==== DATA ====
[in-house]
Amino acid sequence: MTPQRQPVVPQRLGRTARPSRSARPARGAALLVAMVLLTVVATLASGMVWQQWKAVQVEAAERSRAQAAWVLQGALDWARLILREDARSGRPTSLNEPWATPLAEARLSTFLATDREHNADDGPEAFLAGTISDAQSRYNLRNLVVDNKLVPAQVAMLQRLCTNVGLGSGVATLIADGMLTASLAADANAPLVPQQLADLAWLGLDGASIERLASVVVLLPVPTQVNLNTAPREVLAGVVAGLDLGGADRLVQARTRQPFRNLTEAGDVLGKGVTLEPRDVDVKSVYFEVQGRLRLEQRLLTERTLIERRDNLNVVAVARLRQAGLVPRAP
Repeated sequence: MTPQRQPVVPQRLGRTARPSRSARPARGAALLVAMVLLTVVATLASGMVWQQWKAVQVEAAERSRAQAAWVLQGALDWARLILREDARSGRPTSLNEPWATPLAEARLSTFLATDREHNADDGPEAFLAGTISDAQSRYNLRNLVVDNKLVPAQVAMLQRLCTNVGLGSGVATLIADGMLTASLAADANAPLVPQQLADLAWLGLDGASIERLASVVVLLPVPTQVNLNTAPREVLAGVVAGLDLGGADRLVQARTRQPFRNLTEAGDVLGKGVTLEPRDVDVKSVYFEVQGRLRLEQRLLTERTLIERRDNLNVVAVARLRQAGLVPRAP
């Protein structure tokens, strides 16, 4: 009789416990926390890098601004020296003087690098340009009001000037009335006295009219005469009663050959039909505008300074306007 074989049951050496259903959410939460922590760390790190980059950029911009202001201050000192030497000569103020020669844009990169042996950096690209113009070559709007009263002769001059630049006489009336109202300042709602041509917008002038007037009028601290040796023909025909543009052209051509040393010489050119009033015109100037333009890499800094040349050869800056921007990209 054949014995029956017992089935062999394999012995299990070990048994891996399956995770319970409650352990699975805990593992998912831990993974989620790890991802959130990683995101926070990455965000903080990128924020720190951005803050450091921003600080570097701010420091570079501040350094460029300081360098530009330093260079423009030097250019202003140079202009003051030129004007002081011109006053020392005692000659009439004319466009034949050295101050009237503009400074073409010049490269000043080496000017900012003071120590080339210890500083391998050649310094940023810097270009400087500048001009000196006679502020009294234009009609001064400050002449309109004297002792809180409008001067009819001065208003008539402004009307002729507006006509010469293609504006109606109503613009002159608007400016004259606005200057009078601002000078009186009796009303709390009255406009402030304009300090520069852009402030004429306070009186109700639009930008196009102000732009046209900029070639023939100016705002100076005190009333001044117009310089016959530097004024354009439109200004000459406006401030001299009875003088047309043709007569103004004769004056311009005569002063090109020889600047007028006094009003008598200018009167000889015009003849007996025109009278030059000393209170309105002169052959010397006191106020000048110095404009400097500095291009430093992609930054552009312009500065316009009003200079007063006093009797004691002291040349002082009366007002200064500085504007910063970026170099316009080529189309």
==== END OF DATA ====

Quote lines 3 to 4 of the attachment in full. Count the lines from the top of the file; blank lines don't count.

Repeated sequence: MTPQRQPVVPQRLGRTARPSRSARPARGAALLVAMVLLTVVATLASGMVWQQWKAVQVEAAERSRAQAAWVLQGALDWARLILREDARSGRPTSLNEPWATPLAEARLSTFLATDREHNADDGPEAFLAGTISDAQSRYNLRNLVVDNKLVPAQVAMLQRLCTNVGLGSGVATLIADGMLTASLAADANAPLVPQQLADLAWLGLDGASIERLASVVVLLPVPTQVNLNTAPREVLAGVVAGLDLGGADRLVQARTRQPFRNLTEAGDVLGKGVTLEPRDVDVKSVYFEVQGRLRLEQRLLTERTLIERRDNLNVVAVARLRQAGLVPRAP
């Protein structure tokens, strides 16, 4: 009789416990926390890098601004020296003087690098340009009001000037009335006295009219005469009663050959039909505008300074306007 074989049951050496259903959410939460922590760390790190980059950029911009202001201050000192030497000569103020020669844009990169042996950096690209113009070559709007009263002769001059630049006489009336109202300042709602041509917008002038007037009028601290040796023909025909543009052209051509040393010489050119009033015109100037333009890499800094040349050869800056921007990209 054949014995029956017992089935062999394999012995299990070990048994891996399956995770319970409650352990699975805990593992998912831990993974989620790890991802959130990683995101926070990455965000903080990128924020720190951005803050450091921003600080570097701010420091570079501040350094460029300081360098530009330093260079423009030097250019202003140079202009003051030129004007002081011109006053020392005692000659009439004319466009034949050295101050009237503009400074073409010049490269000043080496000017900012003071120590080339210890500083391998050649310094940023810097270009400087500048001009000196006679502020009294234009009609001064400050002449309109004297002792809180409008001067009819001065208003008539402004009307002729507006006509010469293609504006109606109503613009002159608007400016004259606005200057009078601002000078009186009796009303709390009255406009402030304009300090520069852009402030004429306070009186109700639009930008196009102000732009046209900029070639023939100016705002100076005190009333001044117009310089016959530097004024354009439109200004000459406006401030001299009875003088047309043709007569103004004769004056311009005569002063090109020889600047007028006094009003008598200018009167000889015009003849007996025109009278030059000393209170309105002169052959010397006191106020000048110095404009400097500095291009430093992609930054552009312009500065316009009003200079007063006093009797004691002291040349002082009366007002200064500085504007910063970026170099316009080529189309």